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1

Allow me to offer one interesting consideration for mobile devices where 2D performance can actually lag behind low poly 3d models: 1) Fill rate can cause quite a bit of performance trouble when dealing with many sprites on screen at a given time. 2) Texture memory requirements for a fully fleshed out 2D game are actually much higher if you're using frame ...


3

You can also assume that "laser beam" is cylinder, and create a billboard for that: http://www.opengl-tutorial.org/intermediate-tutorials/billboards-particles/billboards/


4

I would do this by rendering textured quads. A single laser beam would be two rectangles intersecting each other at the center by a perpendicular angle, each sharing the same texture of the laser beam. Not very much to it, you can use instancing for them, with a very simple pixel shader which just samples the texture, oh and additive blending.


0

You will probably have an easier time with a catmul rom spline. You give points for the path to pass through and it figures out the rest. A catmul rom spline is a type of Hermite spline, which is a different mathematical form of bezier splines. http://www.mvps.org/directx/articles/catmull/


3

Your LevelCollider is attached to a Collider that is a trigger. That means it will not call OnCollisionEnter. It will call OnTriggerEnter. Try adding this to LevelCollider: void OnTriggerEnter(Collider other) { Application.LoadLevel("Level1"); } That should do ya!


2

Detect collisions with OnCollisionEnter then load your level there. I.e.: void OnCollisionEnter (Collision col) { Application.LoadLevel("Level1"); } If your character's Collider is a trigger, then you need to use OnTriggerEnter. I.e.: void OnTriggerEnter (Collider other) { Application.LoadLevel("Level1"); } If neither of these work, try ...


0

I found that it is because I was using a dynamic body rather than a kinematic body. I still have a bit of learning in regards to how physics works with scene kit.


1

You can use an Orthographic projection matrix to transform your vertexes. Then you can simply provide your triangle verts in terms of screen pixels, e.g.: a vertex at (0,0), one at (10, 0) and one at (5, 10). Here's another reference of OpenGL matrices, with a lot of maths. Make sure to do a search for "OpenGL orthographic projection" and "2D drawing with ...


0

You can add a box collider (Add -> Physics -> Box Collider) in the inspector. Then, add a script with a function OnCollisionEnter(Collision other) then add that script to the cube you want to collide with. More info in here: https://unity3d.com/learn/tutorials/modules/beginner/physics/colliders-as-triggers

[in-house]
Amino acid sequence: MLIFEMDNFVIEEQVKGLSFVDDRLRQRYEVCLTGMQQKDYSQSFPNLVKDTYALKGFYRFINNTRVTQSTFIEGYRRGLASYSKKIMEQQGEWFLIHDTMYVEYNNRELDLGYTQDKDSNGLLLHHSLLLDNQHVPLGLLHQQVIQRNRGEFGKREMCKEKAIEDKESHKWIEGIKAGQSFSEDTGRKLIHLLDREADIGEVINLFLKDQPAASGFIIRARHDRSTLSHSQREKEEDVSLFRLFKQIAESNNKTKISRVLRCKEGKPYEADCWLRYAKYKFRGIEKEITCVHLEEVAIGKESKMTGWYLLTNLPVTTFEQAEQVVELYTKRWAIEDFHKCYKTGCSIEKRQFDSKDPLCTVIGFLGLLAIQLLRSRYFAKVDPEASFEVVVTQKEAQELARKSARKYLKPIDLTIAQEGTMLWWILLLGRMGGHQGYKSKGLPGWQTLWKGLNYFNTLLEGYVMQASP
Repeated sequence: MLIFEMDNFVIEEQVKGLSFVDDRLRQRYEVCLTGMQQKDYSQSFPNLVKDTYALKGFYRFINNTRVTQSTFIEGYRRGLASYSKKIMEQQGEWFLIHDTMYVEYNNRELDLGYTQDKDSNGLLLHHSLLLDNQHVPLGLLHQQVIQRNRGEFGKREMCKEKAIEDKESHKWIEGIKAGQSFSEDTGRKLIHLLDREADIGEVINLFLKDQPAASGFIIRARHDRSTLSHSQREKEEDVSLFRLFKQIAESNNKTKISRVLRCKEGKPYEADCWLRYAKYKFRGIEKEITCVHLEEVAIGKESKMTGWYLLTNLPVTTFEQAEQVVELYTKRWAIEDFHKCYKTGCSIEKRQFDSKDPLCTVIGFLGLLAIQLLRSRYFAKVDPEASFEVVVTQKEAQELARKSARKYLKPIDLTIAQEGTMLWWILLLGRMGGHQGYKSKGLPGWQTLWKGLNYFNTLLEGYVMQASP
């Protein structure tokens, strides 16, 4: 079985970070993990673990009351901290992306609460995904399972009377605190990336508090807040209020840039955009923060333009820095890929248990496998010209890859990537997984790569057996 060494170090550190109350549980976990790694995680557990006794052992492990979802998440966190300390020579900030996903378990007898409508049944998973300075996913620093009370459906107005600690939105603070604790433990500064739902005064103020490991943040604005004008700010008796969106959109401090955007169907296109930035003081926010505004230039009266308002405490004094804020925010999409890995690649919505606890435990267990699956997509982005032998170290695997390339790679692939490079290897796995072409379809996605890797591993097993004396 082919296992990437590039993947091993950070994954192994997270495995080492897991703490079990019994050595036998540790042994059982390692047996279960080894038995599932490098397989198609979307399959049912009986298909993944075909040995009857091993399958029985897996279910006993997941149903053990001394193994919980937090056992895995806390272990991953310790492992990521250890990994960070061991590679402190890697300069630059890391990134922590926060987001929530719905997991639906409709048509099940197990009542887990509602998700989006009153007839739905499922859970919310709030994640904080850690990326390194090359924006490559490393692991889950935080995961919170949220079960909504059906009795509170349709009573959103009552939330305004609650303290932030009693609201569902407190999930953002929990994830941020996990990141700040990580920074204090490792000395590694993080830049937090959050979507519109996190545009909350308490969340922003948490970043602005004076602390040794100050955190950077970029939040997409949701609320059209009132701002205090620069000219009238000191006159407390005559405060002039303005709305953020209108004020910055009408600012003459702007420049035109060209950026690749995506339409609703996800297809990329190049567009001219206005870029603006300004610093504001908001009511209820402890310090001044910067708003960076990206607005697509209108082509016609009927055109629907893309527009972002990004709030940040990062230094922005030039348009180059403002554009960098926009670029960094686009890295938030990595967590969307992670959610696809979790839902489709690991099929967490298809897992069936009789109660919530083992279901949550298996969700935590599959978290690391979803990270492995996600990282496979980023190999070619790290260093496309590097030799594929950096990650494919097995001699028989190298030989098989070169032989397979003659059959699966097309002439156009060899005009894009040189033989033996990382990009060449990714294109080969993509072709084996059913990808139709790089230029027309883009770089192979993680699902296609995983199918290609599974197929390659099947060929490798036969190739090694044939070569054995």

0

The command to load a level is Application.LoadLevel(). Call that from an "On Collision" function on the cube.


0

The easiest way to rotate an object to face the direction of its velocity is to represent the rotation as a vector. Unity's physics does this internally, but unfortunately won't let you access any of these variables. Instead, you can simply apply Torque which will do everything for you (it's not good to use a physics engine and apply physics yourself). ...


1

The mouse is in the screen coordinates. The screen is two dimensional. And you are trying to convert the 2d screen coordinates to 3d world coordinates. You need to specify the desired z position to the mouse position vector (you can think of it as the distance from the camera): var mousePos = Input.mousePosition; mousePos.z = 10f; mousePos = ...


2

A hard but probably better way: if you walk on surfaces you would use navigation mesh based on triangles that share edges. In 3D space you could use tetrahedrons that share faces. Tetrahedrons should be able to fill your space reasonably and running A* on the graph of tetrahedra should be much faster, as you would probably not need so many of them. As in ...


3

Take a look at hierarchical A* (aka HPA*); its basically what you're looking for. However, keep in mind that adding pre-processing can add so much overhead that it might not be worth it. You will want to profile your existing planner first to make sure there aren't any obvious bottlenecks. Another thing you can try is to create a sparse probabalistic road ...


1

I haven't digested all of your code. Consider the effect of using the center of the rear axle as the vehicle's origin and have that point ride the actual Bezier. As such, the car's forward direction is coincident with the tangent. Both of these relate to the path of a real car. The front wheels just need to always point directly toward their ...


0

By speculation - this is what it looks like to me. The arrows seem to, as others say, have an extra variable to determine their height. It looks like an X and Y velocity of the dart might be determined by the direction and power of the power bar, with a predetermined height. I'm not sure if the darts are shot at an upward angle. If not then the flight time ...



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